And for sure that they need to be--we talked, we touched on this in our episode about great books for the classroom written by Black authors, but just that we always need to be giving context to the classics that we are teaching. You know, so I do think it's just that constant awareness and in those moments where we've decided it is still okay to read or watch the thing, it's working through that. I mean, like I struggle with that. I have two little girls. So, I work through that with the princess stuff all the time, all the time we're unpacking, but I don't mind if they like those things, but I want them to know there are things we need to turn away from, I think, but there are also things that it's okay to continue to enjoy. But to look at them within a context that shows that like you said before, Jen, that they are not perfect that they are not flawless, that we can enjoy what is good about them without saying that there's nothing wrong.
All right, so we are going to move on to a section where we each share quotation, and I know that Ashley and Sara, like me, marked a million, so, you know, this is just a very small sliver of what we marked in our books, but . . . I've lost track of who should go first. So Ashley, do you want to share your quotation first?
Sure. This this accompanies what Sara shared about the war on drugs and the way that that resulted in mass incarceration of Black people. And so the context here for the--and like Jen said--I mean, I I highlighted every page. I will be reading this multiple times. And I appreciate even though I am going to read Kendi's work, I appreciate this sort of more concise version as a reference so I think even though I plan to read the long I know I'll be coming back to this one because I love the way that I can quickly look back to a lot of the information. It was easy through my highlights to look back at the historical figures and the comments made, so I appreciated all of that. I think it's a great--again thinking about it in the classroom--it is a great to be able to reference with kids and to easily get to the things that you've talked about so that they can learn them, because a lot of this is new information for them. And so I do think it's accessible in that way.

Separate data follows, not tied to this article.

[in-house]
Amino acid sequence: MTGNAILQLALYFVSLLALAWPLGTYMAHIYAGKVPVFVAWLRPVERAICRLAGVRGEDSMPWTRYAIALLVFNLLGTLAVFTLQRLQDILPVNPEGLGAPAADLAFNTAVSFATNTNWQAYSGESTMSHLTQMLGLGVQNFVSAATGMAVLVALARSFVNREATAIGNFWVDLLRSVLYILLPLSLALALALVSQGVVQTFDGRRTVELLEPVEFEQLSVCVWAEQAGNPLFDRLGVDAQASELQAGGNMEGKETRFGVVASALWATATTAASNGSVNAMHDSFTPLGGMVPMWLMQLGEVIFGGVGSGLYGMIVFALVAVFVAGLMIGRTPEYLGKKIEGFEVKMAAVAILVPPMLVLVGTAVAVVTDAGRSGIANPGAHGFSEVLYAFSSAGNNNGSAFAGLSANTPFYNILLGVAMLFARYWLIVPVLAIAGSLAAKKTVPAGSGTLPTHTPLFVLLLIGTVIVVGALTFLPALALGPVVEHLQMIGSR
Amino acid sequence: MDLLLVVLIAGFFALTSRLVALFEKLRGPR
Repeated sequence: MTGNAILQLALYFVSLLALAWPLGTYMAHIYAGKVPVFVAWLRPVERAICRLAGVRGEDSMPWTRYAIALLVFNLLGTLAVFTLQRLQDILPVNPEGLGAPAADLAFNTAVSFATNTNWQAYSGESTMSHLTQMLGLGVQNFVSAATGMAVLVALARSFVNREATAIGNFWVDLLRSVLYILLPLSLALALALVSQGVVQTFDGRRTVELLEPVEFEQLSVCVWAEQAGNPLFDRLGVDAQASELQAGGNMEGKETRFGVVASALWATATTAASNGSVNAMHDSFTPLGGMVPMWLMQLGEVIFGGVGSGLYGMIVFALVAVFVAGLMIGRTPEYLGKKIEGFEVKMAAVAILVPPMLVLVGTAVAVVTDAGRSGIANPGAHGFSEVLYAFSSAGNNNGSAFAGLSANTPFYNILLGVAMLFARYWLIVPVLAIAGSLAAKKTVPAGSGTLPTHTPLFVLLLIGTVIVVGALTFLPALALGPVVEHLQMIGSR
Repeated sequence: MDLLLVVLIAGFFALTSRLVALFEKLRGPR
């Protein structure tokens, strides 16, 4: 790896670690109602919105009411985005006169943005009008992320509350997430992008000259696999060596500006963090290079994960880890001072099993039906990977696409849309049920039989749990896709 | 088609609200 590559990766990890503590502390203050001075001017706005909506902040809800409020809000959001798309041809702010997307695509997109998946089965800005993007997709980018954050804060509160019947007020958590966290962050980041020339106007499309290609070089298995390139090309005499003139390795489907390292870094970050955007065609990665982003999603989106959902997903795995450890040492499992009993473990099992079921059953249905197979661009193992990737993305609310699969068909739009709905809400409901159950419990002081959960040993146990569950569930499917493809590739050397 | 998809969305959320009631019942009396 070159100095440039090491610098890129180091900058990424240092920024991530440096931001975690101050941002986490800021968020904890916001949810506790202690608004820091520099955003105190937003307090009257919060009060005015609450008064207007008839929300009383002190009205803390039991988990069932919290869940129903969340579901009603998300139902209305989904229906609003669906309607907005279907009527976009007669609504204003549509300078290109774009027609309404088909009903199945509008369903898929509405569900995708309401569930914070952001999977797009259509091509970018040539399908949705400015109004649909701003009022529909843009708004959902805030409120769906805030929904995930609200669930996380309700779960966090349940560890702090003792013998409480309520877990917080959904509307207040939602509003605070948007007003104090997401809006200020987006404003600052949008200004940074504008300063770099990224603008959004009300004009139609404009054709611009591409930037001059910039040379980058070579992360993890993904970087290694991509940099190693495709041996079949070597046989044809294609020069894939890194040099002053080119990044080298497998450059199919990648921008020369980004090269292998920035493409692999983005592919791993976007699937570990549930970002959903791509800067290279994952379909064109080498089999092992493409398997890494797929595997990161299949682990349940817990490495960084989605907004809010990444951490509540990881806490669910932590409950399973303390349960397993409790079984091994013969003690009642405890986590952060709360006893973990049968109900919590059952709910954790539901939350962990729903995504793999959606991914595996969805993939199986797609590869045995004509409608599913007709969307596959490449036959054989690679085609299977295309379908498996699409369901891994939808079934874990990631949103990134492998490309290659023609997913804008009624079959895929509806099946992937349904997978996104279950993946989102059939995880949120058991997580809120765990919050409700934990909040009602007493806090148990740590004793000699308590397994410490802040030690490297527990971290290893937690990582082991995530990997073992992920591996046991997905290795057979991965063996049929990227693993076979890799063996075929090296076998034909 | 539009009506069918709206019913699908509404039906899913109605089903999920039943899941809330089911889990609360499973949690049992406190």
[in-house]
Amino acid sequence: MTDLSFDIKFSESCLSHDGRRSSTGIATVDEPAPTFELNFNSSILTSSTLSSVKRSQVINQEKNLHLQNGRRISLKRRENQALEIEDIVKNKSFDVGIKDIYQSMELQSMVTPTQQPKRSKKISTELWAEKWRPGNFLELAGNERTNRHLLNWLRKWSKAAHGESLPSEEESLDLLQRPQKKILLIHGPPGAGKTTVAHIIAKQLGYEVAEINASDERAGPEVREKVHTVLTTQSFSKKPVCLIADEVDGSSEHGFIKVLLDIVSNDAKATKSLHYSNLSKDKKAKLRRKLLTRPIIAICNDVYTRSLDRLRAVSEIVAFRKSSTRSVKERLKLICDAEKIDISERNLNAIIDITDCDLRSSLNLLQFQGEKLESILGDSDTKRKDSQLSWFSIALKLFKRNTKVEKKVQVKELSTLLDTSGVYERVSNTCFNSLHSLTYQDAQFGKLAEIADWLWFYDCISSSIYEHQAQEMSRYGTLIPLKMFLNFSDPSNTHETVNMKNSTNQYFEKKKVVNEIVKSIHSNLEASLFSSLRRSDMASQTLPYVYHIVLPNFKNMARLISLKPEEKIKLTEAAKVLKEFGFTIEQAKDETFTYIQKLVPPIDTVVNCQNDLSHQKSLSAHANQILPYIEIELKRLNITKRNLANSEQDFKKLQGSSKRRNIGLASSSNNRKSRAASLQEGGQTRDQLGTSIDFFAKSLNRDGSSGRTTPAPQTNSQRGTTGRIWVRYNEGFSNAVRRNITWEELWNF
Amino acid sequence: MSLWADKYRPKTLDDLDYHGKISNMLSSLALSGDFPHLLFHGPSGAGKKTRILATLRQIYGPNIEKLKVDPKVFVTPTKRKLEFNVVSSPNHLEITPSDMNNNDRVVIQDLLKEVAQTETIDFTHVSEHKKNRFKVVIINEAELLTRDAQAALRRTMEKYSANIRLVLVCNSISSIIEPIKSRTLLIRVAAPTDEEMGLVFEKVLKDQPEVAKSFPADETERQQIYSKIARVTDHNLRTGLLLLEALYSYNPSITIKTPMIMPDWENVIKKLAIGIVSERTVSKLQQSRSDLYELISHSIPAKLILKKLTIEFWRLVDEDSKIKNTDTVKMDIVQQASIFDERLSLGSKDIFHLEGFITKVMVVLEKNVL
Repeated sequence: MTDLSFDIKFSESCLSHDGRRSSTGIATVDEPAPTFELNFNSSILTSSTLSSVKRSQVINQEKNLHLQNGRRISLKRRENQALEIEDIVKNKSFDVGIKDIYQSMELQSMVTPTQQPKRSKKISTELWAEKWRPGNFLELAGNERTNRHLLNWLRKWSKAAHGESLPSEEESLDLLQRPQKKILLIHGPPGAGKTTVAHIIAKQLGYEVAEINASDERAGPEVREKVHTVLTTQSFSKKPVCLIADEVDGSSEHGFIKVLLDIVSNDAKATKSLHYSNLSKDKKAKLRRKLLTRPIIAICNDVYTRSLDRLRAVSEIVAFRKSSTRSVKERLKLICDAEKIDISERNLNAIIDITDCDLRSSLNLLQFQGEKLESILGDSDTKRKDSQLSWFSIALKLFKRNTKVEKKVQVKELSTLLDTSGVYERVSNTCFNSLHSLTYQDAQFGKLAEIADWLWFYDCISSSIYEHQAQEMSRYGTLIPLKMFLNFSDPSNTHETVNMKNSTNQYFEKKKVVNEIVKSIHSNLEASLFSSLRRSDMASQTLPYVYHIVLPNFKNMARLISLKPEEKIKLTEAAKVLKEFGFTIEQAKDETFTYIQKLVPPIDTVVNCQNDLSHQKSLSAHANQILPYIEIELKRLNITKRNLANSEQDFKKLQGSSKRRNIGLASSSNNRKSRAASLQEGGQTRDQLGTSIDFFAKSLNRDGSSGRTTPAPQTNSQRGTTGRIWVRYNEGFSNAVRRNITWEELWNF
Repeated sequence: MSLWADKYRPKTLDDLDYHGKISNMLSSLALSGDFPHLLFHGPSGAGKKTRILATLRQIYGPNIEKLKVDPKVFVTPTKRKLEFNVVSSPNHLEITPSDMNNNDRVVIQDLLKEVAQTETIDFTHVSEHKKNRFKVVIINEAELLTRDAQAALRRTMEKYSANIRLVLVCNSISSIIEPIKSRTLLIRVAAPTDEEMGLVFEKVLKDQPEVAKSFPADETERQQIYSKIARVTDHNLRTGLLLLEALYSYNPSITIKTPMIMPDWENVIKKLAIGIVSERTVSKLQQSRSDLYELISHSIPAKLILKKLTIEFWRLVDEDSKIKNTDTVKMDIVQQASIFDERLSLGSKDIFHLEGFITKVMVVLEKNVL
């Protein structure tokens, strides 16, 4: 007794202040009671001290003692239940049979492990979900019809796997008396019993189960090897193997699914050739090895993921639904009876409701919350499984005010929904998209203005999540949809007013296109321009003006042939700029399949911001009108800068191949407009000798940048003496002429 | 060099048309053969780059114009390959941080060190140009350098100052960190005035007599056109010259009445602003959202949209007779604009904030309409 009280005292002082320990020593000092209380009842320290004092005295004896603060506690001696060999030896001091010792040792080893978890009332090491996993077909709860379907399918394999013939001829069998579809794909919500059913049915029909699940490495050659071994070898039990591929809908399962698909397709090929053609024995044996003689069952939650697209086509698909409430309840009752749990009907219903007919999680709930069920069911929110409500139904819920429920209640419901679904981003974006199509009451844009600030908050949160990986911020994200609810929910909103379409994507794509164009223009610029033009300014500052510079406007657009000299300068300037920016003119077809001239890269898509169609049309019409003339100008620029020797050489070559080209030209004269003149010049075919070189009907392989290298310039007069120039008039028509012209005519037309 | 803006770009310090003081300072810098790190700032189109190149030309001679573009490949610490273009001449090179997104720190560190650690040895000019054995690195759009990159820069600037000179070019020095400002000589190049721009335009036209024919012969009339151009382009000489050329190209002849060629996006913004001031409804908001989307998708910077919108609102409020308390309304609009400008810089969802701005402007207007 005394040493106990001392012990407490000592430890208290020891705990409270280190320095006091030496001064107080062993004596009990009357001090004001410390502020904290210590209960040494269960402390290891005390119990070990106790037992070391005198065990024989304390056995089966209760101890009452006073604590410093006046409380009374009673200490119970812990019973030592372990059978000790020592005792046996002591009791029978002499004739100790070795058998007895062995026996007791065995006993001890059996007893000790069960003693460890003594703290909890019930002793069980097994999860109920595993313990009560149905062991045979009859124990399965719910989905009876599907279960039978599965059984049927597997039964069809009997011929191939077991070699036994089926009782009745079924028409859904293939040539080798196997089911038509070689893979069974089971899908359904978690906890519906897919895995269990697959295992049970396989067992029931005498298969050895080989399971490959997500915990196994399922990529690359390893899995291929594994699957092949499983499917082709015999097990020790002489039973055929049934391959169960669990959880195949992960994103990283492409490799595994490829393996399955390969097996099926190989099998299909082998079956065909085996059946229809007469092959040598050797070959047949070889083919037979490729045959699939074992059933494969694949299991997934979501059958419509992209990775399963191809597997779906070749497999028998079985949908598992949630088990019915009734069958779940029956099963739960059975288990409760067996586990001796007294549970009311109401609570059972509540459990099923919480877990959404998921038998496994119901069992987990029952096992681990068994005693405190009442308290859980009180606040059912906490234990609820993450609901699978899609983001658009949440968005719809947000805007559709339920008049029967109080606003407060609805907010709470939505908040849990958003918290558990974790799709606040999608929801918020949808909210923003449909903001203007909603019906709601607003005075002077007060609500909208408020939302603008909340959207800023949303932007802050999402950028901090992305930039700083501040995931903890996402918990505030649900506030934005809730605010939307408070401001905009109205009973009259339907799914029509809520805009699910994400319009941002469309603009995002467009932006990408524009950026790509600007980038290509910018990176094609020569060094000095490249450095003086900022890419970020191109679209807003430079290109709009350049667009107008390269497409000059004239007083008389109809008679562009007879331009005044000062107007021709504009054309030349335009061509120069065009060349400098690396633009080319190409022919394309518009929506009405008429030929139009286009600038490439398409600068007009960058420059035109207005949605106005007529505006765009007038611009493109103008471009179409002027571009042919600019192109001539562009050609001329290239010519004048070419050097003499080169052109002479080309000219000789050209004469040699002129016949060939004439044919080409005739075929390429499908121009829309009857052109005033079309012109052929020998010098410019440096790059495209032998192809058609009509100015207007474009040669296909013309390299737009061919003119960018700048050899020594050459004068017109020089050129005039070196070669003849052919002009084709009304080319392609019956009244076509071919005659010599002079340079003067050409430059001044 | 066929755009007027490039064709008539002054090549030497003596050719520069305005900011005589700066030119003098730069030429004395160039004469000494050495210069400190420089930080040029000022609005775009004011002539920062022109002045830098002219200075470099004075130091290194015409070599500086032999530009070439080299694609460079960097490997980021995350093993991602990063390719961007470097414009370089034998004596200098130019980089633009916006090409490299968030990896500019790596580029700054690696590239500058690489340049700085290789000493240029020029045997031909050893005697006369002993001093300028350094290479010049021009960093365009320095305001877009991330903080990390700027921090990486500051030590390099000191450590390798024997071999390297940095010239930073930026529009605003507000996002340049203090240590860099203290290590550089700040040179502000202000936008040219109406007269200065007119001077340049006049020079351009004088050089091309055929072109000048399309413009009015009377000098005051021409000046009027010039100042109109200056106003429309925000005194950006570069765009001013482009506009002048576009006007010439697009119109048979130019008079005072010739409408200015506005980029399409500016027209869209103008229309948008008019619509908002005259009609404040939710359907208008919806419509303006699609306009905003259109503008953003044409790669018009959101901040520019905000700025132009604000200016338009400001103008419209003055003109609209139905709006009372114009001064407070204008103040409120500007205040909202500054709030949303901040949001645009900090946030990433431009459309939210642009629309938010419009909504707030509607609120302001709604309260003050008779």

Anyway, this one, the context here is talking about crack versus cocaine, and the penalties for that. And when you read that, on the page, it reminded me of Bryan Stevenson's Just Mercy, where when you read it, there is no way you can look at that and justify it. There is no justification at all for those choices. And so I really love that because I just think that this is one there are a lot of examples of that in this book where if you, you have to, as an American, look at it in the face. And if we cannot stand by it, then things have to change. And so I feel like there's a lot of that, but the repercussions of, like Sara said, because this is more recent, the repercussions of this we are seeing play out right now, and not that that's not true of things that happened a long time ago, but I just think there's there's a lot of prison reform that can be changed, things can be changed right now, and people are fighting for that. But just thinking about that. So again, this is talking about the disparity between those two and just how much more severely people were penalized for crack as opposed to cocaine. And the difference was, I think it was two quarters versus a brick, that the consequence was the same. So crazy.